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5. A gentleman in riding, as in walking, gives the Jady the wall. If he assists a lady to mount, he holds his hand at a convenient distance from the ground that she may place her foot in it. As she springs he aids her by a firm, steady lift. Practice only will enable one to do this properly. A gentleman, while riding with a lady, never permits her to pay the tolls.

6. In the carriage a gentleman places himself with his back to the horses and leaves the best seat for the ladies. Only very elderly gentlemen are privileged to accept the best seat to the exclusion of young ladies. No gentleman in a double carriage alone with a lady should sit beside her, unless he is her husband, father, son, or brother. Even an affianced lover should observe this rule of etiquette.

7. With respect to the promenade—a gentleman cannot offer to escort a lady home from a party, unless at the intimation or with the sanction of the lady of the house. If she declines the offer of his arm he should not repeat it.

8. On meeting friends or acquaintances in the streets,
at exhibitions, or any other public places, one must be
careful not to pronounce their names so loudly as to at-
tract the attention of strangers. Never call across the
street, and never attempt to carry on a dialogue with one
when other persons are intervening between him and
yourself.

9. A lady should not enter into conversation with
a gentleman with whom she is unacquainted, though, if
addressed in a respectful manner, she must
politely.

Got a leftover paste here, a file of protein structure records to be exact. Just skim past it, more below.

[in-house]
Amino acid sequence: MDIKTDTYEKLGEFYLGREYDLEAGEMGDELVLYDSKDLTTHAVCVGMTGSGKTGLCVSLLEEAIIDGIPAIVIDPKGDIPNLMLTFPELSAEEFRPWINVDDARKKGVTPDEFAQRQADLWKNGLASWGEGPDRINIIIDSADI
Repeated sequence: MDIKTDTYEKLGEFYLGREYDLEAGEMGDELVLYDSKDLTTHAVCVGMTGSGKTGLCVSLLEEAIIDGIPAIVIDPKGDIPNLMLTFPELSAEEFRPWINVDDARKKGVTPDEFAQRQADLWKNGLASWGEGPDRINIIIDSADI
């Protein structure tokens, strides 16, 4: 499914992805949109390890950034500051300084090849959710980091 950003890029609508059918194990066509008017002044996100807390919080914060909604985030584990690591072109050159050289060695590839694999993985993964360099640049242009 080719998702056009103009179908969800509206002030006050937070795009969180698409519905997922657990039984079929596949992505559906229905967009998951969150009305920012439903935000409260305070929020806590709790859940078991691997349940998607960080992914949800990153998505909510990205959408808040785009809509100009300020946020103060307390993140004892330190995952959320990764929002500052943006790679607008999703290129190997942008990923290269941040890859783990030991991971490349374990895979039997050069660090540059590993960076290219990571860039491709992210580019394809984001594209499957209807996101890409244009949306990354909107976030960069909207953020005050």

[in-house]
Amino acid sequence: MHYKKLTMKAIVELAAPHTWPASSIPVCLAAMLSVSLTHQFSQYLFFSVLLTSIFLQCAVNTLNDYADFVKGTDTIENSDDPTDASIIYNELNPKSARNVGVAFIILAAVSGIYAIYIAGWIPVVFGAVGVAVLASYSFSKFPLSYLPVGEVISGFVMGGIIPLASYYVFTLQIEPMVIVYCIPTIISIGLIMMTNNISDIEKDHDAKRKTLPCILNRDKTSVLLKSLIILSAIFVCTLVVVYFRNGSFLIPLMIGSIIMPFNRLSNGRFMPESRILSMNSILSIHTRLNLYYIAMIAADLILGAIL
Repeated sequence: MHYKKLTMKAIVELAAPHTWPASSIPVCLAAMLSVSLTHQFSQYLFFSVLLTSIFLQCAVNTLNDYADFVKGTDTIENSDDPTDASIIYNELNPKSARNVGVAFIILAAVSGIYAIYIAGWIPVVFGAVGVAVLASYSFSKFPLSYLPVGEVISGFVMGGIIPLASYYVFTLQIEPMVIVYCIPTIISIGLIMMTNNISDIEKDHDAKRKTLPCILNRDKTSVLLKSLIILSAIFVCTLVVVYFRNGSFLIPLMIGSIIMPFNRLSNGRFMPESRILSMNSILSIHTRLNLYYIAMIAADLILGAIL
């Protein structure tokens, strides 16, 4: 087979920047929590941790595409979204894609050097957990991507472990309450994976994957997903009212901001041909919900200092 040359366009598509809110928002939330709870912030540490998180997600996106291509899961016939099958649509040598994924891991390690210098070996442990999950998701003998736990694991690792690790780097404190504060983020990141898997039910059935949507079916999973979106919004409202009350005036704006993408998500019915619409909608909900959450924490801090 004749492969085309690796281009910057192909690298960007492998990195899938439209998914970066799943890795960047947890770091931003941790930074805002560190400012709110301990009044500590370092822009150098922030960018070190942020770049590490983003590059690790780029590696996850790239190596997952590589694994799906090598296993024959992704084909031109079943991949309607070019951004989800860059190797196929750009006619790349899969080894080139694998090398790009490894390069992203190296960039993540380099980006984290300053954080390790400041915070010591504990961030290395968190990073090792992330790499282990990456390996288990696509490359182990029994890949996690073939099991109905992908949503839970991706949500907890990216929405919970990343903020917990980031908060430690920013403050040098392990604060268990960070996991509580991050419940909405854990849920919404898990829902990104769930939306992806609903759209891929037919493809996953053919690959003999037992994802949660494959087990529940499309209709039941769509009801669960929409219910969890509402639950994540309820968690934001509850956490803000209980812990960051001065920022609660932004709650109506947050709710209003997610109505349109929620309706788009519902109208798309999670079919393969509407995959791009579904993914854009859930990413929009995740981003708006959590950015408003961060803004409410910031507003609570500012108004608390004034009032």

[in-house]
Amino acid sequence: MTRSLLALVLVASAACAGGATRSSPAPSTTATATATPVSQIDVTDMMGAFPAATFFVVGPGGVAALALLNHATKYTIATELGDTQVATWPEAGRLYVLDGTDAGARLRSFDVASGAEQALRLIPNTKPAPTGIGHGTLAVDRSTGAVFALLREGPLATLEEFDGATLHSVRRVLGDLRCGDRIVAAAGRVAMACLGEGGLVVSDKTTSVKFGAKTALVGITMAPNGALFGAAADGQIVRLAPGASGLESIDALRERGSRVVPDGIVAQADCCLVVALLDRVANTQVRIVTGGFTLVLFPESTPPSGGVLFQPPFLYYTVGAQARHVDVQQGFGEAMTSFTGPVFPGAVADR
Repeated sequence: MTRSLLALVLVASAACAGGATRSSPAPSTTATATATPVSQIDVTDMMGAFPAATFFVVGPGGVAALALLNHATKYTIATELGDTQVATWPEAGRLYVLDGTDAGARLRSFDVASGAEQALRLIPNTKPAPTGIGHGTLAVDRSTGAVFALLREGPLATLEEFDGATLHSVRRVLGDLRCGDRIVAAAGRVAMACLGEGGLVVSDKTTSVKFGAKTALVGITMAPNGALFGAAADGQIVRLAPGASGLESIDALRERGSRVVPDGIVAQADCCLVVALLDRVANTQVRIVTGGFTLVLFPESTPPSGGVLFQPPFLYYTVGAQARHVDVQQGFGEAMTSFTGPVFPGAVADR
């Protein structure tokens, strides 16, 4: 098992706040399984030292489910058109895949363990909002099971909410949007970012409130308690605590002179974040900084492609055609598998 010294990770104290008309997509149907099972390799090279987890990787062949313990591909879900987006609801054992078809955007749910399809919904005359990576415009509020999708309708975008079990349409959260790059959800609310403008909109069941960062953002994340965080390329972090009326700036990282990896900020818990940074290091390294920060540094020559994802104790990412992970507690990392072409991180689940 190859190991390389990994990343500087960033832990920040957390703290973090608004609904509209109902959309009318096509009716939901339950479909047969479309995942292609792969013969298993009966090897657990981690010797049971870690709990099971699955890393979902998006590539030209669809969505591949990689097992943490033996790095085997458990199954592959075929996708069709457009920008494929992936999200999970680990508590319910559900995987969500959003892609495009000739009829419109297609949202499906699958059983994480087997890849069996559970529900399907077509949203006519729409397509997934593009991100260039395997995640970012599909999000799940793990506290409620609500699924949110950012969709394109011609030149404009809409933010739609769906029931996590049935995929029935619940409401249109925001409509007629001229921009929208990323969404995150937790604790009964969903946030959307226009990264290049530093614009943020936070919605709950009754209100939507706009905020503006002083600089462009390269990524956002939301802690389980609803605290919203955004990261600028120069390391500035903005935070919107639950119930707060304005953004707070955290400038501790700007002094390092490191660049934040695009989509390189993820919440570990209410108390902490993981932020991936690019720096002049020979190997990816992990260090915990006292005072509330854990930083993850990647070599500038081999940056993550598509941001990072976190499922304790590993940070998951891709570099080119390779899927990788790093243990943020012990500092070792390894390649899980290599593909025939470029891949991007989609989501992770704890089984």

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unless men whose acquaintance the lady does not wish to keep up persist in bowing. Disdain or scorn does not become beauty.

11. If a lady has had any gentleman especially introduced to her at a party, has talked much to him, and has been, perhaps, led down by him to dinner or supper, she may bow if she meets him next day in the promenade, or on the street; but never recognize a gentleman unless you are perfectly sure of his identity. Though ladies usually bow while giving or returning a salute, yet at times the courtesy possesses infinitely more grace and attractiveness, especially when done in the proper spirit. It exhibits a finer degree of homage and regard than the bow.

12. If a gentleman meets a lady with whom he is quite intimate, in the streets, and desires to converse with her, he should not stop her, but turn and walk beside her in whichever direction she is going. When he has said all that he wished to say, he can take his leave. If he meets with a lady with whom he is not particularly well acquainted, he should wait for her recognition before he ventures to bow to her. In bowing to a lady he lifts his hat with the hand farthest from her. If he is on horseback and wishes to converse with a lady who is on foot, he must dismount and lead his horse. A gentleman cannot cut a lady under any possible circumstances : nor are there bardly any conditions where it is permissible even with the men. The true gentleman is seldom ever driven to such a strong means of self-defence.

13. Never stare at ladies nor at strangers in the street.